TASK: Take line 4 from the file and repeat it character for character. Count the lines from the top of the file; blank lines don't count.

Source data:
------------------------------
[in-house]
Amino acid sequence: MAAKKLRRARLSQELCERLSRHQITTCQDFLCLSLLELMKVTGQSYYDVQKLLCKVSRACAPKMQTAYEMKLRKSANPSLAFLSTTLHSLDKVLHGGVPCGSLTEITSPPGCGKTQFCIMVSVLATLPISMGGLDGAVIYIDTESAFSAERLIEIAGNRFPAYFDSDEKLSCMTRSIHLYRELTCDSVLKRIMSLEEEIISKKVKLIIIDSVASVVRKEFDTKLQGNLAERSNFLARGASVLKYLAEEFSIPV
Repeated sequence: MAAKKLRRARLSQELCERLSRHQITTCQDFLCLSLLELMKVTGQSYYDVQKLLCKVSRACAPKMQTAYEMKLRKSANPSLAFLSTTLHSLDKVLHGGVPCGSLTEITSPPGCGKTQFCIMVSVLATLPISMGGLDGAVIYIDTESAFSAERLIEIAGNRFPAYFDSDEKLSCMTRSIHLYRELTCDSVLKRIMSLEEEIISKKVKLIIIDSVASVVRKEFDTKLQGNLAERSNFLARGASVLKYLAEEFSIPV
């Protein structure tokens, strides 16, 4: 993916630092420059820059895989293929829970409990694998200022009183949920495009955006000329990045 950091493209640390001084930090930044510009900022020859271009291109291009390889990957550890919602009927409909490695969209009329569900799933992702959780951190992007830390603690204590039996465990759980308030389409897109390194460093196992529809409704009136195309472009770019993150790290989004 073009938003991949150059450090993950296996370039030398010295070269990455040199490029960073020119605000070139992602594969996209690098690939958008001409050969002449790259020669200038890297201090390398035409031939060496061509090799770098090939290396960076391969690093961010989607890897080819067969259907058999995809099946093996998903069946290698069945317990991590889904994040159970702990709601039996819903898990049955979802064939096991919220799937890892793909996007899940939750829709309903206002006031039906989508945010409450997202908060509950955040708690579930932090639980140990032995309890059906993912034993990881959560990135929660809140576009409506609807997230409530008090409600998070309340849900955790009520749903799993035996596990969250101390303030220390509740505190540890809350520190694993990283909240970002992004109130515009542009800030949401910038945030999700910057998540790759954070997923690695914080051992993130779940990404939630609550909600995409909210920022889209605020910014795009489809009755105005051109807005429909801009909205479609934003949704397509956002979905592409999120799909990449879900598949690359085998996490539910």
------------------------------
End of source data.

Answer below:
């Protein structure tokens, strides 16, 4: 993916630092420059820059895989293929829970409990694998200022009183949920495009955006000329990045 950091493209640390001084930090930044510009900022020859271009291109291009390889990957550890919602009927409909490695969209009329569900799933992702959780951190992007830390603690204590039996465990759980308030389409897109390194460093196992529809409704009136195309472009770019993150790290989004 073009938003991949150059450090993950296996370039030398010295070269990455040199490029960073020119605000070139992602594969996209690098690939958008001409050969002449790259020669200038890297201090390398035409031939060496061509090799770098090939290396960076391969690093961010989607890897080819067969259907058999995809099946093996998903069946290698069945317990991590889904994040159970702990709601039996819903898990049955979802064939096991919220799937890892793909996007899940939750829709309903206002006031039906989508945010409450997202908060509950955040708690579930932090639980140990032995309890059906993912034993990881959560990135929660809140576009409506609807997230409530008090409600998070309340849900955790009520749903799993035996596990969250101390303030220390509740505190540890809350520190694993990283909240970002992004109130515009542009800030949401910038945030999700910057998540790759954070997923690695914080051992993130779940990404939630609550909600995409909210920022889209605020910014795009489809009755105005051109807005429909801009909205479609934003949704397509956002979905592409999120799909990449879900598949690359085998996490539910």